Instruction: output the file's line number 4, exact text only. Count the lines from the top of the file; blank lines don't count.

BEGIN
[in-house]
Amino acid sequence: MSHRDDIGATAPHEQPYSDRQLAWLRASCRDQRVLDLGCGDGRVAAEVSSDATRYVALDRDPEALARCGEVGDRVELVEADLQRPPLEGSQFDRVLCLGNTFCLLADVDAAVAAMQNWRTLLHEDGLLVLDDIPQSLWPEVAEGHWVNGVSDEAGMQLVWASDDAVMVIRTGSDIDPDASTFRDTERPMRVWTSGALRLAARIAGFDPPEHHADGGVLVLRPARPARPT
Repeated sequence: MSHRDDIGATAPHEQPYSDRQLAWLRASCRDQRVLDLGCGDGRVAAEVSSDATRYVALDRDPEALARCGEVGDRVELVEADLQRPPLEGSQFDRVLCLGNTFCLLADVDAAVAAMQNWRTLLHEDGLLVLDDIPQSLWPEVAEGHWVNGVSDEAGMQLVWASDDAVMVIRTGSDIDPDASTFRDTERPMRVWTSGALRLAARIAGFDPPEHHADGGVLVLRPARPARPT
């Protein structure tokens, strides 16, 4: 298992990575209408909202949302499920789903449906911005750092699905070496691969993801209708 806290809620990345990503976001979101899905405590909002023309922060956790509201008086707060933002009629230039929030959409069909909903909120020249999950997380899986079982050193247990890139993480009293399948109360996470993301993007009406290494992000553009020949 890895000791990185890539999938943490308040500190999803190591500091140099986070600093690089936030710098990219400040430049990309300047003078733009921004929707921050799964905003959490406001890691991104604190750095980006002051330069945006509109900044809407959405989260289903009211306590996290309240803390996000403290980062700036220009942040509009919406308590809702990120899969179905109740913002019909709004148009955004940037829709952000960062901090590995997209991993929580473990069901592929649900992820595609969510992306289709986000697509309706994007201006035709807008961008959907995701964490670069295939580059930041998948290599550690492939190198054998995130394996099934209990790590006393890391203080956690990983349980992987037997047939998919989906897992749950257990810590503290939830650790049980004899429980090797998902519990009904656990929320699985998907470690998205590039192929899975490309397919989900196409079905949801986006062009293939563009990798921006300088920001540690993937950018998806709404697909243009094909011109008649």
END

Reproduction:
């Protein structure tokens, strides 16, 4: 298992990575209408909202949302499920789903449906911005750092699905070496691969993801209708 806290809620990345990503976001979101899905405590909002023309922060956790509201008086707060933002009629230039929030959409069909909903909120020249999950997380899986079982050193247990890139993480009293399948109360996470993301993007009406290494992000553009020949 890895000791990185890539999938943490308040500190999803190591500091140099986070600093690089936030710098990219400040430049990309300047003078733009921004929707921050799964905003959490406001890691991104604190750095980006002051330069945006509109900044809407959405989260289903009211306590996290309240803390996000403290980062700036220009942040509009919406308590809702990120899969179905109740913002019909709004148009955004940037829709952000960062901090590995997209991993929580473990069901592929649900992820595609969510992306289709986000697509309706994007201006035709807008961008959907995701964490670069295939580059930041998948290599550690492939190198054998995130394996099934209990790590006393890391203080956690990983349980992987037997047939998919989906897992749950257990810590503290939830650790049980004899429980090797998902519990009904656990929320699985998907470690998205590039192929899975490309397919989900196409079905949801986006062009293939563009990798921006300088920001540690993937950018998806709404697909243009094909011109008649």